"At least 20,000 U.S. troops who were not classified as wounded during combat in Iraq and Afghanistan have been found with signs of brain injuries, according to military and veterans records compiled by USA TODAY. The data, provided by the Army, Navy and Department of Veterans Affairs, show that about five times as many troops sustained brain trauma as the 4,471 officially listed by the Pentagon through Sept. 30. These cases also are not reflected in the Pentagon's official tally of wounded, which stands at 30,327."

And the Army is really doing their part to step and help these troops out (on the cheap naturally.)

An ongoing NPR series reports:

"New Pentagon figures released to NPR show that since the United States invaded Iraq, officers have kicked out far more troops for having behavior issues that are potentially linked to post-traumatic stress disorder than they did before the war.

NPR asked the U.S. Army and the U.S. Marine Corps to disclose how many troops have been discharged by their commanders in recent years and why. The Marine Corps has not provided statistics. But an Army chart, which NPR recently received, shows that since the United States invaded Iraq:

— Commanders have discharged almost 20 percent more soldiers for 'misconduct' than they did in the same period before the war;

— Commanders have discharged more than twice as many soldiers for "drug abuse" (a subset of the "misconduct" category);

— Commanders have discharged almost 40 percent more soldiers for 'personality disorder.' In all, the Army has kicked out more than 28,000 soldiers since the war in Iraq began on the grounds of personality disorder and misconduct."

And then there's this:

"-- Some of the 2,600 Minnesota National Guard members who spent 16 months in Iraq say their tour of duty made them shorter, at least temporarily, and doctors say that's because the 60 to 90 pounds of gear they carried likely caused their spinal discs to compress." [postbullitin]

Tuesday, November 27, 2007

The snarling Russian Bear is back!

Wow, Vlad "the Impaler" Putin is really going overboard with the crazy talk these days. I know he's trying to drum up a big victory for his One Russia party in palriamentary elections this Sunday, so he can then justify his taking over as Prime Minister, but gee wiz.

AP reports:

"President Vladimir Putin accused the United States of pressuring respected international monitors to stay away from Sunday's parliamentary elections, a decision that hurts the credibility of balloting that is expected to bolster his power."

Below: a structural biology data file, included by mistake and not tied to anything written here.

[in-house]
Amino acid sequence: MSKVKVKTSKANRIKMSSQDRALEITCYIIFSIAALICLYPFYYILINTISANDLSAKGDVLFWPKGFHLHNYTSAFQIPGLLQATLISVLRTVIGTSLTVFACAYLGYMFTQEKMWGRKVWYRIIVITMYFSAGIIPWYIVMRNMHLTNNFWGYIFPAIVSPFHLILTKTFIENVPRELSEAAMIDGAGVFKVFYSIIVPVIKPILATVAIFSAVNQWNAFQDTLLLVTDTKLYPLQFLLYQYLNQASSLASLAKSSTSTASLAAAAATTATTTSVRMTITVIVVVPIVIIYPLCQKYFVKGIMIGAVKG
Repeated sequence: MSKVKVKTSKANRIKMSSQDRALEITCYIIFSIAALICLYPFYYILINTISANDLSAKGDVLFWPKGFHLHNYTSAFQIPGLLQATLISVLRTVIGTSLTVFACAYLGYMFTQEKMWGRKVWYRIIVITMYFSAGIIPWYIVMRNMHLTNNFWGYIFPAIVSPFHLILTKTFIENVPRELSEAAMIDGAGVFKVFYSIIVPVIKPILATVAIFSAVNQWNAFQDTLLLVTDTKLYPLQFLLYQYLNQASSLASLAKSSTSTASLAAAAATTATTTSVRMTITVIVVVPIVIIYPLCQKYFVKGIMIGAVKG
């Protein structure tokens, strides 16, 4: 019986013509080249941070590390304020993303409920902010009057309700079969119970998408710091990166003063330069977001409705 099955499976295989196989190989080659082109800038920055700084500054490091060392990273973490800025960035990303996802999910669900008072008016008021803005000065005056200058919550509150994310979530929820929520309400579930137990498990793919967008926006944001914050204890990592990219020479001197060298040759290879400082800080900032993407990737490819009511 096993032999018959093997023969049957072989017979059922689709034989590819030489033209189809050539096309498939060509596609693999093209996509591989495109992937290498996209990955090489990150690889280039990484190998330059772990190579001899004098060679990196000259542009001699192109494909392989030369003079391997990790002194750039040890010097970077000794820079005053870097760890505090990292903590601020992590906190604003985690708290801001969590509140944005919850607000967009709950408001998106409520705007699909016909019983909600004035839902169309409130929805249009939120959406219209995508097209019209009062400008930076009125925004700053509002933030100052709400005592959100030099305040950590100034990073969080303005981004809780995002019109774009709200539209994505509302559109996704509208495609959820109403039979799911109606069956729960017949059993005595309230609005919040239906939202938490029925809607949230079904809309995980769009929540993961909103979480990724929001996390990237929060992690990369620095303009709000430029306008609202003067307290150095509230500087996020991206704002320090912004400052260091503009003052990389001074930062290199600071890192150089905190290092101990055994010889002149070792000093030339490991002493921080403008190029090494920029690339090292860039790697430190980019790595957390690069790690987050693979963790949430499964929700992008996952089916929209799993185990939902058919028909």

Vlad said, "According to the information we have, once again this was done at the recommendation of the U.S. State Department, and we will take this into account in our relations with that country. . . These actions cannot disrupt the elections in Russia. Their aim is to delegitimize the vote, but they will not achieve this goal" [MT]

Yeah, that charge has a lot of credibility. He kind of forgot he part where his government went out of its way to make sure the Organization for Security and Cooperation in Europe (OSCE) monitors would find it impossible to do their jobs.

The International Herald Tribune reported on Oct 31:

". . . Russia formally declared its intention to cut sharply the size of the mission that will monitor its parliamentary elections in December, and European officials refused to agree immediately to the change. Russia had already made the work of this year's mission difficult by delaying the invitation to the monitoring group, and the group says this has prevented it from carrying out preliminary work. On Wednesday, the group, the monitoring arm of the Organization for Security and Cooperation in Europe, said it had received the invitation, but it included unprecedented restrictions."

Meanwhile, just to make sure nothing goes wrong, the AP reports Vlad is making sure everyone votes, whether they want to or not:

"With the Kremlin determined to see a high turnout in Sunday's election, many Russians say they are being pressured to vote at work under the watchful eyes of their bosses or risk losing their jobs. They say they also are being told to provide lists of relatives and friends who will vote for United Russia, the party of President Vladimir Putin. United Russia is expected to win handily. But Putin has turned the parliamentary elections into a plebiscite on his rule, and the Kremlin appears to be pushing for nothing short of a landslide."

How very Soviet!

Of course, this all election rhetoric -- we hope. Vlad saying that Russia's military has to be rebuilt so that "no one puts his runny nose into our affairs," is all just for domestic consumption, right? We'd better hope it is. Now that Vlad has got that Sakhalin II deal wrapped up and about 402.2 billion in foreign currency reserves [RIA], he can pretty much what ever the hell he wants. The greenback having lost half its value in the past seven years has led to the biggest default in history so if he wants his bombers to buzz Guam or London, what are we going to do about it?